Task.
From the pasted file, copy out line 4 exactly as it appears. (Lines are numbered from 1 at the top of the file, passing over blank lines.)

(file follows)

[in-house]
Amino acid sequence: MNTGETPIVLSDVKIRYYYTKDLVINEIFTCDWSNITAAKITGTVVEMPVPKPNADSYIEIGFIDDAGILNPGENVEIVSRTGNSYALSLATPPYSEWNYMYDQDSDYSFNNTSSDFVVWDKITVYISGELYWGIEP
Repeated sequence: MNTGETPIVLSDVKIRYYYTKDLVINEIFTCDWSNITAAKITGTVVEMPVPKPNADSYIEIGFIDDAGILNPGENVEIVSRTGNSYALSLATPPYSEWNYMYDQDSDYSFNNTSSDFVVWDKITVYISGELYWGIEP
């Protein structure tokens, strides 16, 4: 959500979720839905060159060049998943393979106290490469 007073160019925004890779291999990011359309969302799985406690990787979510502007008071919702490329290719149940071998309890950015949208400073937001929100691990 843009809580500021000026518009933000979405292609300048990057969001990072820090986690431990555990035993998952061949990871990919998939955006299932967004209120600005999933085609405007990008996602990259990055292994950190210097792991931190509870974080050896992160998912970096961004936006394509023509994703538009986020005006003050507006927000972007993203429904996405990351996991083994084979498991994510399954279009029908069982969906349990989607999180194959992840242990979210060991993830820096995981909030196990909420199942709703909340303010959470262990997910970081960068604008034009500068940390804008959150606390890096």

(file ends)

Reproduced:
């Protein structure tokens, strides 16, 4: 959500979720839905060159060049998943393979106290490469 007073160019925004890779291999990011359309969302799985406690990787979510502007008071919702490329290719149940071998309890950015949208400073937001929100691990 843009809580500021000026518009933000979405292609300048990057969001990072820090986690431990555990035993998952061949990871990919998939955006299932967004209120600005999933085609405007990008996602990259990055292994950190210097792991931190509870974080050896992160998912970096961004936006394509023509994703538009986020005006003050507006927000972007993203429904996405990351996991083994084979498991994510399954279009029908069982969906349990989607999180194959992840242990979210060991993830820096995981909030196990909420199942709703909340303010959470262990997910970081960068604008034009500068940390804008959150606390890096």